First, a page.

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Microscopy image of a robot with internal reservoir for chemical reagents, By courtesy of F. Štěpánek
Toxic spills can be devastating to humans, animals and to the ecosystem The ERC-funded project CHOBOTIX has successfully created the first prototypes of chemical robots that could serve for "Intelligent Cleaning". These tiny robots could have applications in various fields, from seeking out a source of contamination and neutralise it in toxic waters to treating patients in a more efficient way by delivering them the exact amount of drug without dosing the whole body of patients.
Inspired by both nature and science fiction, the ERC-funded project Chobotix (Chemical Processing by Swarm Robotics) has brought the first prototypes of microscopic robots to life. This project, which works on the design and synthesis of chemical swarm robots, is the first to benefit from an ERC Starting Grant in Czech Republic. These micro-entities can also be defined as "artificial cells" or "artificial single-cellular organisms" (called "chobots"). These "chobots" are about tens of micrometers so they can get to the tiniest places. As synthetic single-celled organisms, they can move in their environment and selectively exchange molecules with their surrounding in response to local changes in temperature or concentration. They can also process the chemical composition of molecules and either accumulate or release a substance.
The main areas being explored in the course of this project are: the synthesis of suitable shells for chemically active swarm robots; the mechanisms of molecular transport into and out of such shells and means of its active control; and the collective behaviour of chemical swarm robots and their response to external stimuli.
In future, chemical robots could be used for different purposes, for instance to deliver substance in a more efficient way, to find the source of pollution or to identify chemicals or cancerous cells in the human body. Robots might even be able to deliver the exact amount of drug directly to the right place without harming any other cells, as is the case in the current cancer treatments. Chemical robots could also play a key role as they are potentially able to act in very remote or hardly accessible areas and could be used for "intelligent cleaning". Other potential areas of use are agro-chemistry, cosmetics and consumer chemistry in general.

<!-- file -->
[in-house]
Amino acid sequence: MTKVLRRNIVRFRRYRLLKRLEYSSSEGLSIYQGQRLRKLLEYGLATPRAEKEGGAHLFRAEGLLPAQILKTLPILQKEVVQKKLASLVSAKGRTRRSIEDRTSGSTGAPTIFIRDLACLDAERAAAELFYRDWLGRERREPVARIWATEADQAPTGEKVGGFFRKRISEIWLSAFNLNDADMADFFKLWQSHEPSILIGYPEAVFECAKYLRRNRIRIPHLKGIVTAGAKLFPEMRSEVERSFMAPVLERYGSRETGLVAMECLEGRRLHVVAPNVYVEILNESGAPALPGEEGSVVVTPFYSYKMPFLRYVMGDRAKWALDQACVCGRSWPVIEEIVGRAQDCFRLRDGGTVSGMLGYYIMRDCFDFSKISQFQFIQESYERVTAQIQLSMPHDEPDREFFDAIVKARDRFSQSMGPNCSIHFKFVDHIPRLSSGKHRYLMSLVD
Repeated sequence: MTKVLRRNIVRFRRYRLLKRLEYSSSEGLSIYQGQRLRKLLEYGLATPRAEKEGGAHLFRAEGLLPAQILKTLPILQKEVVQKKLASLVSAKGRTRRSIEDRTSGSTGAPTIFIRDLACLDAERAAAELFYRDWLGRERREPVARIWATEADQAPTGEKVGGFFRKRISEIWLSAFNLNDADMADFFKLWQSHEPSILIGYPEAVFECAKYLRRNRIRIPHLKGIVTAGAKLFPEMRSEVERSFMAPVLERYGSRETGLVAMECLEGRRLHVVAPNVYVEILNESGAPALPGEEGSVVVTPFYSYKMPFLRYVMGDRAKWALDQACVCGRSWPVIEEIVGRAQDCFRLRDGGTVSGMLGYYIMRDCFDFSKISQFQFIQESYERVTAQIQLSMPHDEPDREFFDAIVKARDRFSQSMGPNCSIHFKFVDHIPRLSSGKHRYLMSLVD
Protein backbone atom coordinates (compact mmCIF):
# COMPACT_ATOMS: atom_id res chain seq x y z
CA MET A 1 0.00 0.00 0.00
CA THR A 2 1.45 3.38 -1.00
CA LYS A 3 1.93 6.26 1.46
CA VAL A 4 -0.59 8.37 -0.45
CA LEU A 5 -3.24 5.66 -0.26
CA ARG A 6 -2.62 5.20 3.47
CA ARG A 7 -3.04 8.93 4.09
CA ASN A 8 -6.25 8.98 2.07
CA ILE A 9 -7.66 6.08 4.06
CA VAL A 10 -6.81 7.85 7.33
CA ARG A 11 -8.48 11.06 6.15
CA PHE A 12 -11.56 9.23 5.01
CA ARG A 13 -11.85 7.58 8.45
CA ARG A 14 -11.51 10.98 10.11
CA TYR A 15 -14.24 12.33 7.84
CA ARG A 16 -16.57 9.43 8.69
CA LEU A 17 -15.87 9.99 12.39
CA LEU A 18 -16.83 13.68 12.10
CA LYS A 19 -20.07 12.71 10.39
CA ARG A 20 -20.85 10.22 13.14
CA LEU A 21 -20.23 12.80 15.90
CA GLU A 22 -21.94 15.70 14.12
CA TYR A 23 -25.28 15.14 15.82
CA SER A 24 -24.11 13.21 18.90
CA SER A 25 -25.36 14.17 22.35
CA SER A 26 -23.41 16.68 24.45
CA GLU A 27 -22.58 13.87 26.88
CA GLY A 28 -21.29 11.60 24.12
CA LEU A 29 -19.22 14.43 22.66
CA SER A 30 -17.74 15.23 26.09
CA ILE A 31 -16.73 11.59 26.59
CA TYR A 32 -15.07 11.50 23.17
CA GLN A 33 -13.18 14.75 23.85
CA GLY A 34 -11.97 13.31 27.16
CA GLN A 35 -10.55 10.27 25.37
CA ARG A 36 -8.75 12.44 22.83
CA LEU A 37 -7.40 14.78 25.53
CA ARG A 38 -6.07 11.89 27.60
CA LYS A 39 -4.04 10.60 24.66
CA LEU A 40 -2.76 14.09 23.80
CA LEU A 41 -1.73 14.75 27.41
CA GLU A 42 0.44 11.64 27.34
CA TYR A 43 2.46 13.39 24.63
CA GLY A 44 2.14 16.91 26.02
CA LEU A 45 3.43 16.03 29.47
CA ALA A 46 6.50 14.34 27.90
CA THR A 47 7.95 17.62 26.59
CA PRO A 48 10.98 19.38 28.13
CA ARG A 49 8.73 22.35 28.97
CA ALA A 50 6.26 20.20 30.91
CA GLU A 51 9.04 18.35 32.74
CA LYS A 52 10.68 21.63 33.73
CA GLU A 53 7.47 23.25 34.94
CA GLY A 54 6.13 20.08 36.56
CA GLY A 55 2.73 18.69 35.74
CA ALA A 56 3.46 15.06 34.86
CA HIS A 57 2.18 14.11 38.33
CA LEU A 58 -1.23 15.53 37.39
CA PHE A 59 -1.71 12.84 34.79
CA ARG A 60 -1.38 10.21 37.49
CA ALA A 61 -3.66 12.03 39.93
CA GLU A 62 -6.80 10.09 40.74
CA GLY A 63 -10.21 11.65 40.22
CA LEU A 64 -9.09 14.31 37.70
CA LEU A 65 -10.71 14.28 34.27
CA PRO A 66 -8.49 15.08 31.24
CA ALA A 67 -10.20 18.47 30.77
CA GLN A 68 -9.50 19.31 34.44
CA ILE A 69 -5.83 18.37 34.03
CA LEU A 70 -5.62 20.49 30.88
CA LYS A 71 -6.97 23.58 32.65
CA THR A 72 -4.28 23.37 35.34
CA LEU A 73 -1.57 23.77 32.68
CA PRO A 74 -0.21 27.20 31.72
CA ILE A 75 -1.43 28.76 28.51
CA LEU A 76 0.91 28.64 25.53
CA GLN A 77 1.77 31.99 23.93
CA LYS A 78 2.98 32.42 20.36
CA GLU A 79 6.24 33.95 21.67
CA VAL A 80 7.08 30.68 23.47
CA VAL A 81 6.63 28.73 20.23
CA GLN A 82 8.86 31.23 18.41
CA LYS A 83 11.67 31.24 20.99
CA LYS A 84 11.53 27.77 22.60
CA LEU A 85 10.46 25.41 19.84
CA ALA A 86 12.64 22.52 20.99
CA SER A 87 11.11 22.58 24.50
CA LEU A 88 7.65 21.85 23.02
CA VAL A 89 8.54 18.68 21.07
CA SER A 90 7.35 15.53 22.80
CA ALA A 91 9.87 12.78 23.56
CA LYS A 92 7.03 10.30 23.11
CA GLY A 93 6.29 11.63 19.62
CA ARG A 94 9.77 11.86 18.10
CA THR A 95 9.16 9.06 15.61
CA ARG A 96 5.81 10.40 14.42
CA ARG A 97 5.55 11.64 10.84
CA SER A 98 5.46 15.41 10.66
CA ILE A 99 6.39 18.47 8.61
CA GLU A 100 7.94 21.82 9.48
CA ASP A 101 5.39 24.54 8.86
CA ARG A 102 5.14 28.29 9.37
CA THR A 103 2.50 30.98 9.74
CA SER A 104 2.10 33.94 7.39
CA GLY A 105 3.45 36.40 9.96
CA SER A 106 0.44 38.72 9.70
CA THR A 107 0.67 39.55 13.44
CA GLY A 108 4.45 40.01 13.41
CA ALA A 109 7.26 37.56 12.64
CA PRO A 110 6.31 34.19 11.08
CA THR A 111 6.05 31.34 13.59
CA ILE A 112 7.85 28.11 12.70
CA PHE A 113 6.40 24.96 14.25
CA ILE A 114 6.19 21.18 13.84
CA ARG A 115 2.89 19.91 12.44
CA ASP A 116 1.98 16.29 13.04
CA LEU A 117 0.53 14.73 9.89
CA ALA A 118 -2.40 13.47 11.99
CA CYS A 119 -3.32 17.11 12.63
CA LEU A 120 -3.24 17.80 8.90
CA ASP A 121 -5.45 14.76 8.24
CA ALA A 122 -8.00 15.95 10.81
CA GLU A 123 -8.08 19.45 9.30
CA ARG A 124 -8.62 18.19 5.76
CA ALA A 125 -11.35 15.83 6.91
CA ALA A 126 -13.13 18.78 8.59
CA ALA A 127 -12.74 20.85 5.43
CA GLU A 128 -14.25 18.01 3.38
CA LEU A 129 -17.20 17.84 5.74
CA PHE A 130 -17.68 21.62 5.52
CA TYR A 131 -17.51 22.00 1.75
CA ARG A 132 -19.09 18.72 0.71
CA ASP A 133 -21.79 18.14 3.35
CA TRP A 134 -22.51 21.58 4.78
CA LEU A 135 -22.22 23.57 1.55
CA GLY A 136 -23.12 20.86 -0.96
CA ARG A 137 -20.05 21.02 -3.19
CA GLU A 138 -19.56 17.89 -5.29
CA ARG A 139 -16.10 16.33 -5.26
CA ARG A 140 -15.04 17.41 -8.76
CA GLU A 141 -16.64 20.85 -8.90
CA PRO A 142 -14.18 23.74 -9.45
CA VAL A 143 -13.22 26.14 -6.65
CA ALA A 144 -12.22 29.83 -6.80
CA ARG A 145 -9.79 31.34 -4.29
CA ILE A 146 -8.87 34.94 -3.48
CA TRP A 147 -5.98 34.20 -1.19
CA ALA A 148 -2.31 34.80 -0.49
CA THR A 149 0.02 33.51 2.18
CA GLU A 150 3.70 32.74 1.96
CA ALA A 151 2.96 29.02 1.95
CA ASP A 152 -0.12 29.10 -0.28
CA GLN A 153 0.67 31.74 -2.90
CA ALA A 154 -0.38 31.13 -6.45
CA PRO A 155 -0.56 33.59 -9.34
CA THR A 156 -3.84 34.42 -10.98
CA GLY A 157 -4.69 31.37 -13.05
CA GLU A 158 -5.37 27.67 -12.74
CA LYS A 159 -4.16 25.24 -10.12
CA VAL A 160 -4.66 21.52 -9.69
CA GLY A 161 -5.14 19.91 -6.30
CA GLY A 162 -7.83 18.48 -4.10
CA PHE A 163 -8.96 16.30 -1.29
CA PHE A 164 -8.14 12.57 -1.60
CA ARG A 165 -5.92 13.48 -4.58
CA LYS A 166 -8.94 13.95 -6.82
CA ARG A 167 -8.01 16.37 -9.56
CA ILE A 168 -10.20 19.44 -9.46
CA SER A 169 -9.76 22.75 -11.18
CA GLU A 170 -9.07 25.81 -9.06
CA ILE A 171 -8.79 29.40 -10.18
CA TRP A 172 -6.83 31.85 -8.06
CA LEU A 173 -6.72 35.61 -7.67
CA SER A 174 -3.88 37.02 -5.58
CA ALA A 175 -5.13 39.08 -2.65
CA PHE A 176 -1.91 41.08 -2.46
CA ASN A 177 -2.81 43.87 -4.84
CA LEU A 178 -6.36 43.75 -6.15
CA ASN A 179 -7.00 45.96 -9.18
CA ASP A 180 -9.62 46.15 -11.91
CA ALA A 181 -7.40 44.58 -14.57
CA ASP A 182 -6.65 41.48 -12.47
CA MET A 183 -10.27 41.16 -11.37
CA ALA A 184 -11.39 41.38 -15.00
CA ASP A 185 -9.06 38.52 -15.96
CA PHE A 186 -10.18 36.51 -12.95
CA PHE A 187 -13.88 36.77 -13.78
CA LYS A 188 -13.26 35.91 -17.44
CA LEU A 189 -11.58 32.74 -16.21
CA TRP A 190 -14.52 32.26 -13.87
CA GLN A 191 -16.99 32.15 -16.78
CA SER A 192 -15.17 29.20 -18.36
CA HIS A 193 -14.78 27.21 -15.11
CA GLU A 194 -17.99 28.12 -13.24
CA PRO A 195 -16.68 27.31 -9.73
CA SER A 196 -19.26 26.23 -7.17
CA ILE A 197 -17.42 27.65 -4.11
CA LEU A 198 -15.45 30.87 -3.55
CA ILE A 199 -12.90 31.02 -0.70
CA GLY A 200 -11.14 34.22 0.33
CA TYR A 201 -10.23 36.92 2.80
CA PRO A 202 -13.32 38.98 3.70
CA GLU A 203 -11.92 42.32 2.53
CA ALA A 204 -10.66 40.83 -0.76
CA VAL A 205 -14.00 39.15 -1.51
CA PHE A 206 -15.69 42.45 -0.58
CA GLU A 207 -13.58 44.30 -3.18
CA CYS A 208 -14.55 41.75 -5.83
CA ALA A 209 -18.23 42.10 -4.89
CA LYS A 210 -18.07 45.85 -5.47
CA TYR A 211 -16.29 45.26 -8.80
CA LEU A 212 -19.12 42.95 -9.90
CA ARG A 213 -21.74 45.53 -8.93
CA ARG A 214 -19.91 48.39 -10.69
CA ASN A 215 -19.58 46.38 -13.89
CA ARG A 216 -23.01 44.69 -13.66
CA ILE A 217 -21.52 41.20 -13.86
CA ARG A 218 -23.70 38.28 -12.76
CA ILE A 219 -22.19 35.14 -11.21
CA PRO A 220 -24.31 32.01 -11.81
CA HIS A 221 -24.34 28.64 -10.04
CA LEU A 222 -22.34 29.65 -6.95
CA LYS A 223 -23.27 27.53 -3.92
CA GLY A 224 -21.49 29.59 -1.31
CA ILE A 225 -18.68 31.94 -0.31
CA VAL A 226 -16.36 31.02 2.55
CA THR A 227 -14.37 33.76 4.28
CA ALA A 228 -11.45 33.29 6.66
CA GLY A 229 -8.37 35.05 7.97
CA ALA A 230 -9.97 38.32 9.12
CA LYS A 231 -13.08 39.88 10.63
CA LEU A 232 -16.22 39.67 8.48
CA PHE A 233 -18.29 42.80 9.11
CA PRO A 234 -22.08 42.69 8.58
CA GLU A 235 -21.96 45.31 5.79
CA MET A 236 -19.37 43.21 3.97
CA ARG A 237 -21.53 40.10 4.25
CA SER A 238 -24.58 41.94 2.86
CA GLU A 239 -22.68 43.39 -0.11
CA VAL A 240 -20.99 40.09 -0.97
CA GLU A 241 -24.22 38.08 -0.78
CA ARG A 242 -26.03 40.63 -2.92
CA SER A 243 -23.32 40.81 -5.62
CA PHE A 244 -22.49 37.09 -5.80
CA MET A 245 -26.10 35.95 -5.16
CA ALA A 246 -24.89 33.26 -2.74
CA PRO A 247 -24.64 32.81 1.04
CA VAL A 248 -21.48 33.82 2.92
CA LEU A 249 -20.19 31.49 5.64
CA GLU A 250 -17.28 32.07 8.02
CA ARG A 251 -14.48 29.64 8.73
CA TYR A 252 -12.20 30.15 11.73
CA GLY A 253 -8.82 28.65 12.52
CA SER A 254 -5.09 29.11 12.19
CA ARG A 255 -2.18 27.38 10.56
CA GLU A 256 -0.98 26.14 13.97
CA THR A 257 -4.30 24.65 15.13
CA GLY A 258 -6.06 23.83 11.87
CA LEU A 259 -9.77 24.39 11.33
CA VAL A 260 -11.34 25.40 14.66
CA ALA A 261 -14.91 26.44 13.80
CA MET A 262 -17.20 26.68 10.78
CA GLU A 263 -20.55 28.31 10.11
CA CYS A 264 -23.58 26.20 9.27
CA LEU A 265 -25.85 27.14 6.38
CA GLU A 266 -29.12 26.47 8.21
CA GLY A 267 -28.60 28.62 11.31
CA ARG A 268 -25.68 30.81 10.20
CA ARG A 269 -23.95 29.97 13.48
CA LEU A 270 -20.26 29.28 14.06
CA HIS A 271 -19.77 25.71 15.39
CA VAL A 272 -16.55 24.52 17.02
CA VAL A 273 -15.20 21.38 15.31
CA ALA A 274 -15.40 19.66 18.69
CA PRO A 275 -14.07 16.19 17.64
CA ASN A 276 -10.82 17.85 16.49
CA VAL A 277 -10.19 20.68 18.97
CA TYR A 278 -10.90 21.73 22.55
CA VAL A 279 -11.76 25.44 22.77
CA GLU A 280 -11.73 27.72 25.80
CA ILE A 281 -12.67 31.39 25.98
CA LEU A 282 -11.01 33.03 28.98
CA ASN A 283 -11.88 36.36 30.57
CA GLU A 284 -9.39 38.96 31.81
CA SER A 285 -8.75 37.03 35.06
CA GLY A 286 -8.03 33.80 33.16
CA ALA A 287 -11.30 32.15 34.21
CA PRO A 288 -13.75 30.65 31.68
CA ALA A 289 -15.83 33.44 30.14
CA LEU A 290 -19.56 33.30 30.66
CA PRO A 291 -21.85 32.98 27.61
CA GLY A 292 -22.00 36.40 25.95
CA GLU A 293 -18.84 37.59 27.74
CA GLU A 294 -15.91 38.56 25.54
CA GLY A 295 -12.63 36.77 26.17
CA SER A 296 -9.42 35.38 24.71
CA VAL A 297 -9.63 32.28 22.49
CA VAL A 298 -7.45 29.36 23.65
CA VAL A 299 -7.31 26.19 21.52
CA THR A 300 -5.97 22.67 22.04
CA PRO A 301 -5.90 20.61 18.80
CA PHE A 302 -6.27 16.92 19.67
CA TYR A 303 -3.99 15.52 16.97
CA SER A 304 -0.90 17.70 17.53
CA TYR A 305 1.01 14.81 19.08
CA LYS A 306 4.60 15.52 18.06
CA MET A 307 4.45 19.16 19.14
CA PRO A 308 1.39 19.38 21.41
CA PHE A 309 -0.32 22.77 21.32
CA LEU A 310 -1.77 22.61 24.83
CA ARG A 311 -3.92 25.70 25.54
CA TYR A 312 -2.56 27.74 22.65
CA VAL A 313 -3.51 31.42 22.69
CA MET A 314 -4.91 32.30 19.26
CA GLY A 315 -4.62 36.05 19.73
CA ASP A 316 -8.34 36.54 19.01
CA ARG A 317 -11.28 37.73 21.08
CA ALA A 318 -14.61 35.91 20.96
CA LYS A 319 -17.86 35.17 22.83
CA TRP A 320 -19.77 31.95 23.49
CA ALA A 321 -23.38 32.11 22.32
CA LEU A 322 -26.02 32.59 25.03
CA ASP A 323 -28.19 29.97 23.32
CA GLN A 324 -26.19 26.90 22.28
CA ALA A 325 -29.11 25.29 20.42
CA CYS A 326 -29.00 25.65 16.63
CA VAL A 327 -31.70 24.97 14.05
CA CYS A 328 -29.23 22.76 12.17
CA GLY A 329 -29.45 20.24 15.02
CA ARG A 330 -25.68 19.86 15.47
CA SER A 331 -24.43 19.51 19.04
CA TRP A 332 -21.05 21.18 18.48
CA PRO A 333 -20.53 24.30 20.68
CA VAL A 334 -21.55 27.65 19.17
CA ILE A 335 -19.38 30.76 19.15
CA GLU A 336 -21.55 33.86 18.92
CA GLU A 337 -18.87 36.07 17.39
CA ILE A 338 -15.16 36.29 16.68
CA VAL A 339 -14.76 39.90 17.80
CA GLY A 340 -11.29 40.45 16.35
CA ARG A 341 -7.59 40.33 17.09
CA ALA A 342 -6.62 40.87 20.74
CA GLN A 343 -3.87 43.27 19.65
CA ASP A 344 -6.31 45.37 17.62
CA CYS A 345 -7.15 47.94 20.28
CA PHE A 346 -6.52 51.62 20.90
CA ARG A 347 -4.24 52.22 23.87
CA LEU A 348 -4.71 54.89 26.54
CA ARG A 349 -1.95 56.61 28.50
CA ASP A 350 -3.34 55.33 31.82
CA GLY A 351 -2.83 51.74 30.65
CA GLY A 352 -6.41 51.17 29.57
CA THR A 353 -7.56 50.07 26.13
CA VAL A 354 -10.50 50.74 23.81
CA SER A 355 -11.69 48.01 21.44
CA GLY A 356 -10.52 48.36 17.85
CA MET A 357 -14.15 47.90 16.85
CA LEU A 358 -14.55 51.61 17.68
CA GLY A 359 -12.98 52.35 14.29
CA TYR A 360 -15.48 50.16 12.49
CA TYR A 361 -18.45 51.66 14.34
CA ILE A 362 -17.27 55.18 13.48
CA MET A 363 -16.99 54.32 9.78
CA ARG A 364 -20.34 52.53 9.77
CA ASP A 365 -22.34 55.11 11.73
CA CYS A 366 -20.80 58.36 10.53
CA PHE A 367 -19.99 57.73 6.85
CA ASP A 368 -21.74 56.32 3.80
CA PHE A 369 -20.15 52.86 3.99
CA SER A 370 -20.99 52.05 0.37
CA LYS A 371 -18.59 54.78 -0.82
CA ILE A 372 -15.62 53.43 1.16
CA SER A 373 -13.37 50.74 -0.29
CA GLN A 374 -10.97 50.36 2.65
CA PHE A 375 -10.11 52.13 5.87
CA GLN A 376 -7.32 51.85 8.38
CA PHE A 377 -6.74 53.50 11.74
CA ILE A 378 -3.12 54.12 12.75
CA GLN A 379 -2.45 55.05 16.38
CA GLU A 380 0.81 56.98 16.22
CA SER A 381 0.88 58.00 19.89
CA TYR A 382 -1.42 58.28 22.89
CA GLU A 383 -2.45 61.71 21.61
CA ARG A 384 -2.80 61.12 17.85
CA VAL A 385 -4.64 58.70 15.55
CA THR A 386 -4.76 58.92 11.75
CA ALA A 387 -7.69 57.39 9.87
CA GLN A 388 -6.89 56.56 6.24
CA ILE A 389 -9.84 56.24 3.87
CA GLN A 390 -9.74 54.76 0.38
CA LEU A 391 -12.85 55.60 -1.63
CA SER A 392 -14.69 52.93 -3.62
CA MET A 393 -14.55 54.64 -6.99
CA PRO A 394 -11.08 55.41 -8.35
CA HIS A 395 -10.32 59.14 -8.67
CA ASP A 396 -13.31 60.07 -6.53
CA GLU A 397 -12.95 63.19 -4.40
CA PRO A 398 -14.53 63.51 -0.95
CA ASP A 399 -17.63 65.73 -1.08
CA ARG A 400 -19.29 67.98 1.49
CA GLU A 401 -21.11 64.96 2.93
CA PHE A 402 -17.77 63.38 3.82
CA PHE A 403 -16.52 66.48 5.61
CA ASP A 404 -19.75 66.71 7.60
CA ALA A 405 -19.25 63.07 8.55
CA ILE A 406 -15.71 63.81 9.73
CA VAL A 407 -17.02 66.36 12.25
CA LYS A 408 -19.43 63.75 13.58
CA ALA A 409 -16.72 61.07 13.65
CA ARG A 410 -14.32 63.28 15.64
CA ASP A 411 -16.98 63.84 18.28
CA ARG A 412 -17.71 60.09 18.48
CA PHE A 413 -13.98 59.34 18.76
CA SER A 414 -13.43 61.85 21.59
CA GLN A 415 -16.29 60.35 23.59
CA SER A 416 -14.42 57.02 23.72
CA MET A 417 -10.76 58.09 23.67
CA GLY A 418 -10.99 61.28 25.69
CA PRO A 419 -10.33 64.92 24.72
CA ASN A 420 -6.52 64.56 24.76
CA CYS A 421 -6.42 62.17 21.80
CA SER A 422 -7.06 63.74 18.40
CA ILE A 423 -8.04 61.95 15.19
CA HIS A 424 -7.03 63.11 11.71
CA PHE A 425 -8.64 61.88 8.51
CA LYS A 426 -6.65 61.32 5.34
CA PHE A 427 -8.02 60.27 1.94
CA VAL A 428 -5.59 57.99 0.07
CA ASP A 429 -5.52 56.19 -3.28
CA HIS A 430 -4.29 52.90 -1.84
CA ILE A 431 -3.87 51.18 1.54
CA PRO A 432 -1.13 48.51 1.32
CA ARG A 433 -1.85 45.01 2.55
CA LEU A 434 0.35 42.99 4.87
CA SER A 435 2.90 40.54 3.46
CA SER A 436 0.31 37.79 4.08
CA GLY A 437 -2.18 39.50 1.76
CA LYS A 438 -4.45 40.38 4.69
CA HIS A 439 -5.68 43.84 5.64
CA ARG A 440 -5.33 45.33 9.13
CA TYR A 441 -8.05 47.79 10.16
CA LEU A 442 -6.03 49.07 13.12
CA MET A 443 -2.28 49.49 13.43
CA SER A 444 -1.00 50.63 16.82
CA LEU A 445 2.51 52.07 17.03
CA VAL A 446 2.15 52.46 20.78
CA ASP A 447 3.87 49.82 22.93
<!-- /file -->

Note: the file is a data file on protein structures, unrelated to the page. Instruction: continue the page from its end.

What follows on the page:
Research is carried out in the Laboratory of Chemical Robotics at the Institute of Chemical Technology in Prague, Czech Republic. The leading figure of the international team of young researchers, František Štěpánek, says that after 3 years of existence, his project has fulfilled its goals and even went further: "We have created the first prototypes of our chemical robots. In cooperation with other research teams of biochemists, we have managed to create a structure that can deliver the substance on demand, where needed, and which is able to release its content repeatedly. We are now entering the phase of demonstrating 'swarming', i.e. collective behaviour of robots".
With a truly visionary angle, František Štěpánek's project covers many scientific fields, ranging from chemical engineering, material engineering, biophysics, microbiology to applied mathematics for computer simulation. His small laboratories in Prague will assuredly bring physicists more surprises.